Monday, February 9, 2015

2/9/14 Report - Souvenir Or Fake Reale Recently Found On The Treasure Coast & Not A Fake.

Written by the TreasureGuide for the exclusive use of

I just received an email from a reader who had been trying to clean what appeared to be his first cob find.   He did his research and learned how to clean cobs.  Then he carefully cleaned it so he could see the details.  Then he did some research only to find out it was a fake or souvenir reale.

Most of us have found fakes.  I'd say I've found about a half dozen fake cobs over the years.  My first fake was really confusing.  It was encrusted very much like a real cob might be.  As a result I carefully cleaned it, first carefully removing some of the crust with a dental pick.   When I finally got it to where I could see some of the detail I was even more confused.  The design didn't match the  color I was seeing.  Remember, that was my first cob (I thought) and I didn't know much about them at the time.  I did more and more research until somehow (I don't remember exactly now) I finally learned that it was a fake.  What a disappointment!

Today I can usually identify a fake pretty quickly, often as soon as I see it or pick it up.  Sometimes they can be identified by feel.  Some are way too light.  Sometimes you can tell by appearance.

Some fakes are made out of lead.  Some, like like the one below, are plated with a gold color plating  Some are marked "COPY," but often the marking will be small or covered by dirt or sand.

I've seen some convincing fakes.  I'm sometimes hesitant to scratch a possible cob for metal testing, and that can be a bit of an obstacle.

Often I can identify a cheaper metal by look or feel, but I have seen fake cobs actually made of silver.

I usually remember where I found the better fakes because at first sight I thought they were real.

One thing to consider is where it was found.  If you find a cob on top of dry sand in a public park where no cobs have been found before, most likely it is a fake.   It isn't likely that one will show up in a place like that, but strange things can happen.  I've found a lot of things where I still wonder how in the world they got there.   Some kid could have taken dad's prized possession for show-and-tell and lost it.  Things like that are possible.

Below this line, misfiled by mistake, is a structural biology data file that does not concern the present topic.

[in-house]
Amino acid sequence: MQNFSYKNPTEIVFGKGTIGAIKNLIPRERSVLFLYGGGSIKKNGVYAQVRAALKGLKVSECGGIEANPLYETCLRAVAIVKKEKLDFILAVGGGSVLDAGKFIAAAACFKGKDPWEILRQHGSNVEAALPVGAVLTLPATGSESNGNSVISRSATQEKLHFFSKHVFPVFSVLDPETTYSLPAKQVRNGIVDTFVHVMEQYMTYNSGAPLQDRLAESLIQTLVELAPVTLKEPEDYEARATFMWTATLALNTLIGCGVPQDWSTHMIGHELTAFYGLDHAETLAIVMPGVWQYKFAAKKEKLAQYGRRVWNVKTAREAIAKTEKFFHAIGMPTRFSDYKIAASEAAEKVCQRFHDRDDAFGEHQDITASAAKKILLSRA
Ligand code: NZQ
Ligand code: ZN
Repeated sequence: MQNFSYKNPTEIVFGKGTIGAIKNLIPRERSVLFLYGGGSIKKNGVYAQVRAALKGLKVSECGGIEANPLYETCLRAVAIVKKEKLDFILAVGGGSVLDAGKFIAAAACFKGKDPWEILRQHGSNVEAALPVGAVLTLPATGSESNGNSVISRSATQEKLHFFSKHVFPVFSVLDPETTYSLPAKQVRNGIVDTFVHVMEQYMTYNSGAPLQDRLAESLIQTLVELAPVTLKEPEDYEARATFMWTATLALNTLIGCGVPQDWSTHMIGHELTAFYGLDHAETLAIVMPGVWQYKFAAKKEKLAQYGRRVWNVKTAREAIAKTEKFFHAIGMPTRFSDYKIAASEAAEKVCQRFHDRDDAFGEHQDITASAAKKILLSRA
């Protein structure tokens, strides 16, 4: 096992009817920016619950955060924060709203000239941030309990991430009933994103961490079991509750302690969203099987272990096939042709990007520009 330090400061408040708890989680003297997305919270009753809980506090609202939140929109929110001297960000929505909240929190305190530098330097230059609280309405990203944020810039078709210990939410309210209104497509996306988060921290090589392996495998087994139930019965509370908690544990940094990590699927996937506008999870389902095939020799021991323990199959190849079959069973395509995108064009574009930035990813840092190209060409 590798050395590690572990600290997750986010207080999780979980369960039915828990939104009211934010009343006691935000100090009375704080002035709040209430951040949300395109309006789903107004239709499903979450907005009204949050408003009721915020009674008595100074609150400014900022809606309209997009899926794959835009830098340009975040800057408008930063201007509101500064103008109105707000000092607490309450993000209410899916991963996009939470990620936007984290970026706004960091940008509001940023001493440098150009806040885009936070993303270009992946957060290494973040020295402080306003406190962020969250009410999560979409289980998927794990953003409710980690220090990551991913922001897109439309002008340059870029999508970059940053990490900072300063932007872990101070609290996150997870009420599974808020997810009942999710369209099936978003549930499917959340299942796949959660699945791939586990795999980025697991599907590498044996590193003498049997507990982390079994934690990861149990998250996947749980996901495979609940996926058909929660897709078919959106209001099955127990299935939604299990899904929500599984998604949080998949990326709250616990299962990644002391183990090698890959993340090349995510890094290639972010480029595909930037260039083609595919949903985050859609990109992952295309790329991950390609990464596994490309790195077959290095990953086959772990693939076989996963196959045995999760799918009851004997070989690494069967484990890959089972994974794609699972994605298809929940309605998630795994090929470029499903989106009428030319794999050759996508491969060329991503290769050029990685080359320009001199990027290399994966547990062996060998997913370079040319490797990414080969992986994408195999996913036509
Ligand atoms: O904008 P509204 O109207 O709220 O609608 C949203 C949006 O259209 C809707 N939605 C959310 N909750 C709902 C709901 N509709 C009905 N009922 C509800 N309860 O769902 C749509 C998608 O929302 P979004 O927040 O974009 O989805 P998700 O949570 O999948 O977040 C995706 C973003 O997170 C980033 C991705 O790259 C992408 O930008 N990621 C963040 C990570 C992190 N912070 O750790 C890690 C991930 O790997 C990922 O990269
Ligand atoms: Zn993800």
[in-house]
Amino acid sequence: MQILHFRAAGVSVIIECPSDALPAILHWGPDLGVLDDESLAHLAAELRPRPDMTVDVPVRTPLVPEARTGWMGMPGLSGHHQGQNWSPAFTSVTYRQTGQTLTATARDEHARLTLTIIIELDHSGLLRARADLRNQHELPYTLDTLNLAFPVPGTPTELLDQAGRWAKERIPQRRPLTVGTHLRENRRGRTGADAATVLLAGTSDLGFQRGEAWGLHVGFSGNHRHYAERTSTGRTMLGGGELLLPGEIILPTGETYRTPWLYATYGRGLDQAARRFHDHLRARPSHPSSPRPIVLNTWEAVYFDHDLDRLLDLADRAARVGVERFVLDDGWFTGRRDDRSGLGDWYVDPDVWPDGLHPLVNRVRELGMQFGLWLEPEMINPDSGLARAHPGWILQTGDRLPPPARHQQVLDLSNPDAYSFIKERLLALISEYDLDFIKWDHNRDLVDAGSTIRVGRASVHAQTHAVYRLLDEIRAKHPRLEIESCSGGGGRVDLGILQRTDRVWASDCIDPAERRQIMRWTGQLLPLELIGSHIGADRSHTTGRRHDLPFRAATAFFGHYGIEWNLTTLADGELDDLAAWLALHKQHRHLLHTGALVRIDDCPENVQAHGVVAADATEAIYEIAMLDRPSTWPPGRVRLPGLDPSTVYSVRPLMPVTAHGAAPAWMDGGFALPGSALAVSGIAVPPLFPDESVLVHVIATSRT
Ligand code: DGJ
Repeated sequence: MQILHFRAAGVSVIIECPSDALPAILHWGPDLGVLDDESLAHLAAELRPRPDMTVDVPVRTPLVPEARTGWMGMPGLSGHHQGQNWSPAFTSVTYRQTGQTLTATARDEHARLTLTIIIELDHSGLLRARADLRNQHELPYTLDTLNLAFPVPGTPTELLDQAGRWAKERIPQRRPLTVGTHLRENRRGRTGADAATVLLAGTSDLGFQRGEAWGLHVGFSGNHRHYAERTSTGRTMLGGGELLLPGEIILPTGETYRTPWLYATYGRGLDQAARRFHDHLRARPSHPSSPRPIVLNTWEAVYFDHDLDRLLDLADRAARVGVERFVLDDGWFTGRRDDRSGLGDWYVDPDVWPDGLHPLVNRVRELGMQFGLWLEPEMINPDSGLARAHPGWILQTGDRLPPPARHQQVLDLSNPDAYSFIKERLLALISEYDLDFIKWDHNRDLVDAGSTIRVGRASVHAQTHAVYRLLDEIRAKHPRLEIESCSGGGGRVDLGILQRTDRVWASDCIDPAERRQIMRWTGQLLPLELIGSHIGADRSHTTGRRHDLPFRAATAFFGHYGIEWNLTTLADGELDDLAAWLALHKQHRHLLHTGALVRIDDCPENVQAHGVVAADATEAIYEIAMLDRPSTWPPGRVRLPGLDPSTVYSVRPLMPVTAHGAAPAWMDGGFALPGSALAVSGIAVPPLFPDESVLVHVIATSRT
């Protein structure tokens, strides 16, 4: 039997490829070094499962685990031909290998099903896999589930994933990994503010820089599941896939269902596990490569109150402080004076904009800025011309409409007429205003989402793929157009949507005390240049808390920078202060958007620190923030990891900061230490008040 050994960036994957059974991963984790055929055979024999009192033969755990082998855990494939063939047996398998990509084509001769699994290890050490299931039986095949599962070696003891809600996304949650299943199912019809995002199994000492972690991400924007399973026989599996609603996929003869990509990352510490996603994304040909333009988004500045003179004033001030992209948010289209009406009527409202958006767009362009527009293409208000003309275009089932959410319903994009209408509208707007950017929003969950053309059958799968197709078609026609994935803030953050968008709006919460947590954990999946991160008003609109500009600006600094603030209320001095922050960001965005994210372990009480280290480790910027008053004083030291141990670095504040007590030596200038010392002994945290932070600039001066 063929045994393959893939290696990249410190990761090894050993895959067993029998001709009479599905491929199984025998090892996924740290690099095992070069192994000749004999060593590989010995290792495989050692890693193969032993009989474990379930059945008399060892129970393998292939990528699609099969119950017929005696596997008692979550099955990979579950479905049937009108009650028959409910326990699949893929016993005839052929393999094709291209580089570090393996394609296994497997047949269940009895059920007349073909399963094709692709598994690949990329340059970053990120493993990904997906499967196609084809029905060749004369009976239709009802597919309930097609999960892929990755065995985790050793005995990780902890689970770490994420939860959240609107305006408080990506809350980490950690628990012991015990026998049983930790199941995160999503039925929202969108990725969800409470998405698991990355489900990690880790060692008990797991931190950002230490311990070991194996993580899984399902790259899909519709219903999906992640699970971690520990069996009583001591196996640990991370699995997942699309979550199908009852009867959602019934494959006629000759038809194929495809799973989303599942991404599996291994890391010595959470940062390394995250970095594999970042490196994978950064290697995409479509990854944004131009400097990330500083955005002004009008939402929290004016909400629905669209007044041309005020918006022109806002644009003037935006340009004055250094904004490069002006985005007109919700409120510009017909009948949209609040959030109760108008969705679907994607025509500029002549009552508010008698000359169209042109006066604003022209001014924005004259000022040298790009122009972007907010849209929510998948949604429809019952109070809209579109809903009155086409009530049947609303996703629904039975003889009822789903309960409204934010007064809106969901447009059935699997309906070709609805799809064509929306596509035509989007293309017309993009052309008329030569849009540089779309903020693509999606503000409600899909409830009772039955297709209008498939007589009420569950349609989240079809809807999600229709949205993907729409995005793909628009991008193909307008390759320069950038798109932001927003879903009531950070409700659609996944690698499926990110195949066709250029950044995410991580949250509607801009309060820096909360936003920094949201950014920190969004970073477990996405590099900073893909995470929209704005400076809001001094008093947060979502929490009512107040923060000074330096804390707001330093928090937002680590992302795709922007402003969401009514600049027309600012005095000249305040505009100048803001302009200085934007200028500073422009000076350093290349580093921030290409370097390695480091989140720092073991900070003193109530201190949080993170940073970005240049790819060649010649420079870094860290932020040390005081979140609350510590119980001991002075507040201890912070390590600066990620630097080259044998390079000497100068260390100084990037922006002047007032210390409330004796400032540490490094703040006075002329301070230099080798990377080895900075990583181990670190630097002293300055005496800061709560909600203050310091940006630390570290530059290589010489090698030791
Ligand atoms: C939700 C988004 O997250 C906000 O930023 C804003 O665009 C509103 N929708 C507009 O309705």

The first fake cob that I ever found (the encrusted one I talked about above) was found probably ten yards from where I found a genuine cob, so you can't always tell if it might be fake by location, although that might be your first tip off.

Replica 8-escudo.
Here is a "replica" coin.  There is no intention to deceive.  It is sold with the packaging clearly marked "replica."  Nonetheless, if you dug one up you might get excited at first glance.

One very big Florida retailer includes these with some of the detectors they sell.

After a while you'll get to know what cobs should look like.   Real cobs will often be black.  They aren't perfect either.  They can be a little bit like diamonds.   If they look too perfect, maybe they are fake.

With experience you'll have a better idea of what a real cob should look like.  That first sight of a fake in the scoop can get you excited until the disappointment settles in.

I once found a genuine Spanish silver coin that I thought was a fake at first glance (See photo below.).  It is shown here as it looked after it was partially cleaned.

When I dug it up I saw what appeared to be a cross on one side and quickly assumed it was a fake reale and put it in my pocket without getting excited at all.  I assumed it was fake.  It looked too perfect.  It was perfectly round.  It was not worn.  It did have enough sand on it that the design was not clear.

I didn't really take much time to inspect it.  I didn't expect to find anything very old where I was and quickly slipped it in my pocket.

Since that time I've learned that old things do show up at that location on rare occasion, including 18th and 17th century items.

This particular coin, showing a cross and a lion and castle on one side, in my judgement was probably a fake.  Anyhow, I knew that I could inspect it later, so slipped into my pocket and continued my hunt.

After cleaning it off and doing the research, I eventually learned that this coin was a 1966 100 pesetas silver bullion coin.  The same coin is shown cleaned at the top of this post.  Not exactly a fake.

Fakes can be disappointing, especially if you thought you just found your first reale.  The one thing good about them is that you generally learn a lot from them.  All of the cleaning and research pays off to some extent.  You will probably learn more about cobs from your first fake than your first real cob.


The surf on the Treasure Coast is supposed to be calm Monday and Tuesday.  Wednesday we are supposed to get somthing like a five to seven foot surf.  That could do us some good if the other factors line up.

Happy hunting,